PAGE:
Powdery mildew is commonly observed on aquilegia cultivars. At first, powdery mildew appears as small, white, talcum-like colonies on the upper leaf surfaces, but under the right conditions may engulf the plant with a “powdery” appearance. To control this disease, I have found it is best to manage the environment by providing proper plant spacing and adequate air movement and controlling the humidity. If desired, you could also follow a preventative spray program using the appropriate chemicals.

The cultivars within the Swan series were originally developed for the cut flower market and may reach heights of 20-24 inches when blooming. Controlling plant height may be required in container production. Before using chemicals to reduce plant height, it is usually beneficial to provide adequate space between each plant, which will reduce the competition between plants for light and prevent plants from growing taller. If chemical plant growth regulators are required, B-Nine has shown the most effectiveness on aquilegia. In the Midwest, I would recommend beginning with an application rate of 2,500 ppm, applying it 2-3 times at weekly intervals. In other locations, it might be necessary to apply the weekly applications beginning with a higher rate. Regardless of location, it is better to apply lower rates of growth regulators frequently as opposed to applying a single higher rate application.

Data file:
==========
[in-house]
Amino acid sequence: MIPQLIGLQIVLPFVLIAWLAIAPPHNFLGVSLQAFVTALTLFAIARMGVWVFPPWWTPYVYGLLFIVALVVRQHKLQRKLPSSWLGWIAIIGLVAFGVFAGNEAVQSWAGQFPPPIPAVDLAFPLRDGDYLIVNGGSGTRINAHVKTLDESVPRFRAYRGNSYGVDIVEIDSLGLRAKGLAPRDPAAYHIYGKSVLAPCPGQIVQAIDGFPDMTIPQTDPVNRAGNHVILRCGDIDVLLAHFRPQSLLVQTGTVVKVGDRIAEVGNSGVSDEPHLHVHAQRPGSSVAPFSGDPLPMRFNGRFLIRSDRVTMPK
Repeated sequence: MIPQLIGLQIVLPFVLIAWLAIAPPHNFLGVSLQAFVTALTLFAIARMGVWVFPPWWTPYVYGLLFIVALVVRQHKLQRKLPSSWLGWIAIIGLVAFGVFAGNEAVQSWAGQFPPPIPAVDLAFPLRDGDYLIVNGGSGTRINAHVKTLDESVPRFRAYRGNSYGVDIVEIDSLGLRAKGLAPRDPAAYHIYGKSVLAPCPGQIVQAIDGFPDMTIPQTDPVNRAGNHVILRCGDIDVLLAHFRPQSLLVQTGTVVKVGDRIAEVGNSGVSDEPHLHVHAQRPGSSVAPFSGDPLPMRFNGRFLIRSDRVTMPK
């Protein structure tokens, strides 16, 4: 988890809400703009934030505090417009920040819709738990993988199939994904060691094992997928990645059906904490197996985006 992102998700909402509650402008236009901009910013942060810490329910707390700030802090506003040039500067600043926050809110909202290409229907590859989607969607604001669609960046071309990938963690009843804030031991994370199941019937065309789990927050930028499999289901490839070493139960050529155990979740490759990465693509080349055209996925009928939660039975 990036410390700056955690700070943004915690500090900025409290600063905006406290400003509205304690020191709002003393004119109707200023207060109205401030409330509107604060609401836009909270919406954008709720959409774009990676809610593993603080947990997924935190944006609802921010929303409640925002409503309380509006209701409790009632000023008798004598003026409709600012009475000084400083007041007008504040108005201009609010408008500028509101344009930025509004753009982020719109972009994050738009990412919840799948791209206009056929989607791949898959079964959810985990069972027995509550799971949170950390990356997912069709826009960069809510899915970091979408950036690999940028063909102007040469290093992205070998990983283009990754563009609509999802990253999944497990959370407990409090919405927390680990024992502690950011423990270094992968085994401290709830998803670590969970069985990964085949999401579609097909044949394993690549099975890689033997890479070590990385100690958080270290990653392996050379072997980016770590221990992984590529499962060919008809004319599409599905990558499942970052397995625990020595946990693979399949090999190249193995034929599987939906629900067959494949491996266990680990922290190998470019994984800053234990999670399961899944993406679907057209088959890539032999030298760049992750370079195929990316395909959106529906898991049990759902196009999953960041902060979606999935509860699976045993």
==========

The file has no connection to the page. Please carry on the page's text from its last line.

Producing flowering Swan out of season is relatively easy, provided a few guidelines are followed. Aquilegias have a juvenility phase and are not capable of flowering until 12-15 leaves are present. Generally, it is recommended to vernalize plugs or small containers of aquilegia for 6-9 weeks at 40° F. As with many hybrid cultivars of aquilegia, Swan will flower sporadically the first year from seed without vernalization. A short cold treatment of four weeks is both beneficial and recommended to increase the uniformity of flowering while reducing the time it takes to reach flowering.

After cooling has been achieved, provide natural photoperiods. Columbines are day neutral plants and will flower under either short- or long-day conditions. If no cold treatment is provided, grow plants under long days and at temperatures below 60º F to initiate flower buds.

Plants forced under long-day conditions tend to grow taller than those grown under short days and may require additional applications of plant growth regulator. Swan can be successfully forced into bloom when grown at temperatures between 57 and 68º F. I recommend growers use production temperatures of 60-65º F to force aquilegia cultivars; this produces plants with the largest flower size and best overall plant appearance. At these temperatures, Swan will bloom in approximately 8-10 weeks.


Aquilegia Swan series was brought to the market by PanAmerican Seed Company. To obtain seed, contact Ball Seed. Plugs are available from C. Raker & Sons, Inc., Litchfield, Mich.,, or Pacific Plug & Liner, Watsonville, Calif., Plug flats can also be obtained through brokers and various perennial plug producers.

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Paul Pilon

Paul Pilon is head grower at Sawyer Nursery, Hudsonville, Mich. He can be reached by E-mail at [email protected] If you have any suggestions about future article topics, please contact Paul at the e-mail address listed above.